By the 1630’s killing witches was almost a thing of the past – but then the English Civil War came along and with one thing and another witch hunting once more became a popular pastime.

Which witch- some Jacobean witch trials

king-james1The History Jar’s previous post showed that James’ witchcraft trials were no respecter of rank, although it is telling that Francis Stuart survived the encounter.  When James became king of England as well as Scotland he carried his interest in witches with him- not that trials were a new phenomena- between 1560 and 1701 there were 279 trials for witchcraft in Essex and those are only the ones that made it into the record books.

Like James, Henry VIII had thought that witches were plotting against him. And let’s not forget the rumour concerning Anne Boleyn. It was suggested that she carried the “devil’s mark”  in the form of a mark on her neck and in the existence of a sixth finger on her right hand.  Elizabeth introduced a law against witches in 1563.  James was simply able to dust the law down and remind folk that practising witchcraft and consulting with them was an offence punishable by death.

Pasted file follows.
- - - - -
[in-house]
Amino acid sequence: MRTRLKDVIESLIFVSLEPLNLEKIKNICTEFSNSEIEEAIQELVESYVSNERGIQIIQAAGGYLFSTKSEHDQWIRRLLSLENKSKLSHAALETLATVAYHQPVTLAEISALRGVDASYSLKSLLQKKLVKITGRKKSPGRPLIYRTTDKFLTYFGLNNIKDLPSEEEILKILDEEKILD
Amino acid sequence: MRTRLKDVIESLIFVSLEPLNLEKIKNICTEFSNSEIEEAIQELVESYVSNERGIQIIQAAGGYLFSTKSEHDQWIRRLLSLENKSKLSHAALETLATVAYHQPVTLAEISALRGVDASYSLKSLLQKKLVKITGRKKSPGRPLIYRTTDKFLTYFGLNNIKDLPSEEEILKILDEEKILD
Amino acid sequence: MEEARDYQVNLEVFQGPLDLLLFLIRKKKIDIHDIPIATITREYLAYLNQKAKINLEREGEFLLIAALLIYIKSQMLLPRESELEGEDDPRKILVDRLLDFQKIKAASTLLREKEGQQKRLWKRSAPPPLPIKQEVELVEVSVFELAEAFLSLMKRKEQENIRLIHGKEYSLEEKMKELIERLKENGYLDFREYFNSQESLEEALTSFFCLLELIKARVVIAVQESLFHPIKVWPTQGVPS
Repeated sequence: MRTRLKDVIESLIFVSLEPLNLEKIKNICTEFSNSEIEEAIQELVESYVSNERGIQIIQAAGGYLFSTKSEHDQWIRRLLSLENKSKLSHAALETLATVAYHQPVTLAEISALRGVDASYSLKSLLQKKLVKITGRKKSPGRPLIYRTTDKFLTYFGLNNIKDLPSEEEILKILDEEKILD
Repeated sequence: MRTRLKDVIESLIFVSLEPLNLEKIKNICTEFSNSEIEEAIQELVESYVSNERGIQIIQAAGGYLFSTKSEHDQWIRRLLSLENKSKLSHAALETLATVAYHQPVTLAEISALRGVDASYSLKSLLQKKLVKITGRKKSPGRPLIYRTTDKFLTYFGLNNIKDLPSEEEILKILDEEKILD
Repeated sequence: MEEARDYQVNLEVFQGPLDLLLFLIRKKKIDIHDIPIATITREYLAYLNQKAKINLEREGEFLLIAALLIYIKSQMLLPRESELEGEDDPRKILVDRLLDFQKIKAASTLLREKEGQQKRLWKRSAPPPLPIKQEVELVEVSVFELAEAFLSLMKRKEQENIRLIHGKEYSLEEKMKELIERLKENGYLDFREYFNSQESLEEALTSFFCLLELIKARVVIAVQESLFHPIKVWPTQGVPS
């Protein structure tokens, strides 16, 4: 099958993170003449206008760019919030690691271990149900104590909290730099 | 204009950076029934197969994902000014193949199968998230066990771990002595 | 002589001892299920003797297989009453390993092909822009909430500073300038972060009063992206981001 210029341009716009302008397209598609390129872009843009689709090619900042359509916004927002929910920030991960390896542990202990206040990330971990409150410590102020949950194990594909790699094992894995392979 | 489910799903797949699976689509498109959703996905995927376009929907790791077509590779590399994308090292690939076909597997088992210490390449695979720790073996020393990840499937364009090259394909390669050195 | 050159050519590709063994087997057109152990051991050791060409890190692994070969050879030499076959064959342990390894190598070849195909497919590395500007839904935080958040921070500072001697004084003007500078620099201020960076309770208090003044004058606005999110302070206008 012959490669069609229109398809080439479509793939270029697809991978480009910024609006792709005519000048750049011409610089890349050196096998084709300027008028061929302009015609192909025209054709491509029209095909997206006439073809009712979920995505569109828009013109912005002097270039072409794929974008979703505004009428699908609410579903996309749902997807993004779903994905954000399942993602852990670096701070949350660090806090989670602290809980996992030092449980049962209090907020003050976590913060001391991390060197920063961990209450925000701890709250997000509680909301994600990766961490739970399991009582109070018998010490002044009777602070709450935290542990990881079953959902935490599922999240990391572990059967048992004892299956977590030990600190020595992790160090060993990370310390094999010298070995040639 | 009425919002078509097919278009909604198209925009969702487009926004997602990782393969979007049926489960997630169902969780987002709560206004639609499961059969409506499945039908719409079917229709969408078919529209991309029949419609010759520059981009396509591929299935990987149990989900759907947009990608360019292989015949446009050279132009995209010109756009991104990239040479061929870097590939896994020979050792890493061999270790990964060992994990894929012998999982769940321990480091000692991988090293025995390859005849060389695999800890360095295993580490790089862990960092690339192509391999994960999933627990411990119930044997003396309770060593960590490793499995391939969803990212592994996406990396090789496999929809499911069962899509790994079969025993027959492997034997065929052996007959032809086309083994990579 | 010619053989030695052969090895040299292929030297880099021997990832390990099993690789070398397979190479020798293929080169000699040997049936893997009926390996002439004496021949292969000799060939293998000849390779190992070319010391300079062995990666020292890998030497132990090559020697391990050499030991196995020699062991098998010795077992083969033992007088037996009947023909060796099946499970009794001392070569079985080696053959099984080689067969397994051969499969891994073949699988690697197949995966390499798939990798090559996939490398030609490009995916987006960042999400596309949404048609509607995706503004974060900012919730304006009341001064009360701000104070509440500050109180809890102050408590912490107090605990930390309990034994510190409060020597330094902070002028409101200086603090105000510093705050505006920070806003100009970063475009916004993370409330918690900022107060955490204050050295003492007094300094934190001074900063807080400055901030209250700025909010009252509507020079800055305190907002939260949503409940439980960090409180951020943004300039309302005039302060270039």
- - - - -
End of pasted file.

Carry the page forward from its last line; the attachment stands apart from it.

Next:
Probably the most famous English case during the reign of James I was that, in 1612, of the Pendle Witches where three generations of one family found themselves on the wrong end of the swimming test (that’s the one where if you sink and drown you’re not a witch but if you bob to the top of the water having had your hands tied to your feet then you were a witch and having been hauled out and dried off could be burned.) To be honest it’s the case that springs to mind when thinking about Jacobean witch trials.  Yet, in Scotland between 1603 and 1624 there were approximately 420 witchcraft trials a year which is a lot of elderly crones when all is said and done, even if only half of them were executed.

There were many fewer trials in England, Notestein suggests somewhere between forty and fifty, but they did tend to have a much higher profile and were mostly at the start of James’ reign.  Take for example the scandalous affair of Francis Howard, Countess of Somerset and the murder of Sir Thomas Overbury in the Tower.  Francis  was said to have gained poisons from her friend Anne Turner who had a reputation for being a wise woman and it it was discovered had associated with Simon Forman who had predicted his own death.  Even worse, if possible, Cunning Mary (a name with which to conjure) told the court that Francis had promised her a £1000. Anne was executed for her part in the murder whilst Francis who pleaded guilty was quietly pardoned and released.